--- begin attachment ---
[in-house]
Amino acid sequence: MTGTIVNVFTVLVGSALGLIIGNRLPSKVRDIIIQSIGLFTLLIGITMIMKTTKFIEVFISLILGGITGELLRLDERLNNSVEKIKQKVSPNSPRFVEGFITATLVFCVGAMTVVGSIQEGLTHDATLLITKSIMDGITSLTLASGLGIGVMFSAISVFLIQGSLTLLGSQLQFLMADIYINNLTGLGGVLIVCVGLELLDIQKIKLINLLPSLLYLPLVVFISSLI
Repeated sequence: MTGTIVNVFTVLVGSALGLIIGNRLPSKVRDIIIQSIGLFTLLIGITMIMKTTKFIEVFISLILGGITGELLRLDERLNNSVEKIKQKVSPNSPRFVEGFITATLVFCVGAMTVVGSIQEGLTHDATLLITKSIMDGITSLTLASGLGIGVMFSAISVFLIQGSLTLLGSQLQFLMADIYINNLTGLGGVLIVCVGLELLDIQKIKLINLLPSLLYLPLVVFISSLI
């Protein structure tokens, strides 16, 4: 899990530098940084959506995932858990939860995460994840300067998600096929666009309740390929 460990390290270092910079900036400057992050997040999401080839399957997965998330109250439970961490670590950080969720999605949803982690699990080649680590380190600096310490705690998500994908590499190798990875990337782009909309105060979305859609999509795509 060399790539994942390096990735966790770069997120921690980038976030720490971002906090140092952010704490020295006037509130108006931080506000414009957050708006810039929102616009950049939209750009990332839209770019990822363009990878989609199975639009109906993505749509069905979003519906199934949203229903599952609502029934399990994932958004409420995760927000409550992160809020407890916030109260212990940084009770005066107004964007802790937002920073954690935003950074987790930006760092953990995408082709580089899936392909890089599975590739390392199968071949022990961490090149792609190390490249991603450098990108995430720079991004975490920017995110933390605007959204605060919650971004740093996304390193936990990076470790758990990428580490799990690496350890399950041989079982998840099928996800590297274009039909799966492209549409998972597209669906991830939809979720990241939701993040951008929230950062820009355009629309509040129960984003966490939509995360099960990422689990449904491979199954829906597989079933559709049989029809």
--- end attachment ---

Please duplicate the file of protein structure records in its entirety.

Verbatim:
[in-house]
Amino acid sequence: MTGTIVNVFTVLVGSALGLIIGNRLPSKVRDIIIQSIGLFTLLIGITMIMKTTKFIEVFISLILGGITGELLRLDERLNNSVEKIKQKVSPNSPRFVEGFITATLVFCVGAMTVVGSIQEGLTHDATLLITKSIMDGITSLTLASGLGIGVMFSAISVFLIQGSLTLLGSQLQFLMADIYINNLTGLGGVLIVCVGLELLDIQKIKLINLLPSLLYLPLVVFISSLI
Repeated sequence: MTGTIVNVFTVLVGSALGLIIGNRLPSKVRDIIIQSIGLFTLLIGITMIMKTTKFIEVFISLILGGITGELLRLDERLNNSVEKIKQKVSPNSPRFVEGFITATLVFCVGAMTVVGSIQEGLTHDATLLITKSIMDGITSLTLASGLGIGVMFSAISVFLIQGSLTLLGSQLQFLMADIYINNLTGLGGVLIVCVGLELLDIQKIKLINLLPSLLYLPLVVFISSLI
């Protein structure tokens, strides 16, 4: 899990530098940084959506995932858990939860995460994840300067998600096929666009309740390929 460990390290270092910079900036400057992050997040999401080839399957997965998330109250439970961490670590950080969720999605949803982690699990080649680590380190600096310490705690998500994908590499190798990875990337782009909309105060979305859609999509795509 060399790539994942390096990735966790770069997120921690980038976030720490971002906090140092952010704490020295006037509130108006931080506000414009957050708006810039929102616009950049939209750009990332839209770019990822363009990878989609199975639009109906993505749509069905979003519906199934949203229903599952609502029934399990994932958004409420995760927000409550992160809020407890916030109260212990940084009770005066107004964007802790937002920073954690935003950074987790930006760092953990995408082709580089899936392909890089599975590739390392199968071949022990961490090149792609190390490249991603450098990108995430720079991004975490920017995110933390605007959204605060919650971004740093996304390193936990990076470790758990990428580490799990690496350890399950041989079982998840099928996800590297274009039909799966492209549409998972597209669906991830939809979720990241939701993040951008929230950062820009355009629309509040129960984003966490939509995360099960990422689990449904491979199954829906597989079933559709049989029809």